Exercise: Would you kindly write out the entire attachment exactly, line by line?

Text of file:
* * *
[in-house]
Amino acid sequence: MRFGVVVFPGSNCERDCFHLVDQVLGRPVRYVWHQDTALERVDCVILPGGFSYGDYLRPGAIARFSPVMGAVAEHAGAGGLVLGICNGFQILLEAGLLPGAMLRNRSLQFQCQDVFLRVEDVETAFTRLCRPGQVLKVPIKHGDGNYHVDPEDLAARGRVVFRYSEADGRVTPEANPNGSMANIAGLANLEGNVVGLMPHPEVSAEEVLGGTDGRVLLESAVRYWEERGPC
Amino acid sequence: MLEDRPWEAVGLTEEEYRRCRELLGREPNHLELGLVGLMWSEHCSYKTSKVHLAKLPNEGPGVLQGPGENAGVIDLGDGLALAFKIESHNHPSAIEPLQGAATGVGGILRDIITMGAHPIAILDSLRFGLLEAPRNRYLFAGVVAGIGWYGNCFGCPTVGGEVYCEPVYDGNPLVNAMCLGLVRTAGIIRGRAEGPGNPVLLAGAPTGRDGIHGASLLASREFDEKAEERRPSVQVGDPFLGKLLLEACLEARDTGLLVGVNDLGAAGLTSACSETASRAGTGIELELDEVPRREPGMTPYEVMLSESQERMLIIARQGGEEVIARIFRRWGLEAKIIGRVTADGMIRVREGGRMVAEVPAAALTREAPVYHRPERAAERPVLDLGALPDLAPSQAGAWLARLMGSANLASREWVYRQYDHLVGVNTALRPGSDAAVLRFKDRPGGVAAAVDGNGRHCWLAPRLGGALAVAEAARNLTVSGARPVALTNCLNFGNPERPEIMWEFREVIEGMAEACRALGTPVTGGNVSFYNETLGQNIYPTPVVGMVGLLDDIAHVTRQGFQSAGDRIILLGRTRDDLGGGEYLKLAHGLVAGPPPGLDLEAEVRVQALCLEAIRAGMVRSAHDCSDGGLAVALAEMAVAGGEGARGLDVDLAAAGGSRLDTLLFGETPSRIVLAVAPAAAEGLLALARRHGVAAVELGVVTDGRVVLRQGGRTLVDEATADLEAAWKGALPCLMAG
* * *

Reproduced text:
[in-house]
Amino acid sequence: MRFGVVVFPGSNCERDCFHLVDQVLGRPVRYVWHQDTALERVDCVILPGGFSYGDYLRPGAIARFSPVMGAVAEHAGAGGLVLGICNGFQILLEAGLLPGAMLRNRSLQFQCQDVFLRVEDVETAFTRLCRPGQVLKVPIKHGDGNYHVDPEDLAARGRVVFRYSEADGRVTPEANPNGSMANIAGLANLEGNVVGLMPHPEVSAEEVLGGTDGRVLLESAVRYWEERGPC
Amino acid sequence: MLEDRPWEAVGLTEEEYRRCRELLGREPNHLELGLVGLMWSEHCSYKTSKVHLAKLPNEGPGVLQGPGENAGVIDLGDGLALAFKIESHNHPSAIEPLQGAATGVGGILRDIITMGAHPIAILDSLRFGLLEAPRNRYLFAGVVAGIGWYGNCFGCPTVGGEVYCEPVYDGNPLVNAMCLGLVRTAGIIRGRAEGPGNPVLLAGAPTGRDGIHGASLLASREFDEKAEERRPSVQVGDPFLGKLLLEACLEARDTGLLVGVNDLGAAGLTSACSETASRAGTGIELELDEVPRREPGMTPYEVMLSESQERMLIIARQGGEEVIARIFRRWGLEAKIIGRVTADGMIRVREGGRMVAEVPAAALTREAPVYHRPERAAERPVLDLGALPDLAPSQAGAWLARLMGSANLASREWVYRQYDHLVGVNTALRPGSDAAVLRFKDRPGGVAAAVDGNGRHCWLAPRLGGALAVAEAARNLTVSGARPVALTNCLNFGNPERPEIMWEFREVIEGMAEACRALGTPVTGGNVSFYNETLGQNIYPTPVVGMVGLLDDIAHVTRQGFQSAGDRIILLGRTRDDLGGGEYLKLAHGLVAGPPPGLDLEAEVRVQALCLEAIRAGMVRSAHDCSDGGLAVALAEMAVAGGEGARGLDVDLAAAGGSRLDTLLFGETPSRIVLAVAPAAAEGLLALARRHGVAAVELGVVTDGRVVLRQGGRTLVDEATADLEAAWKGALPCLMAG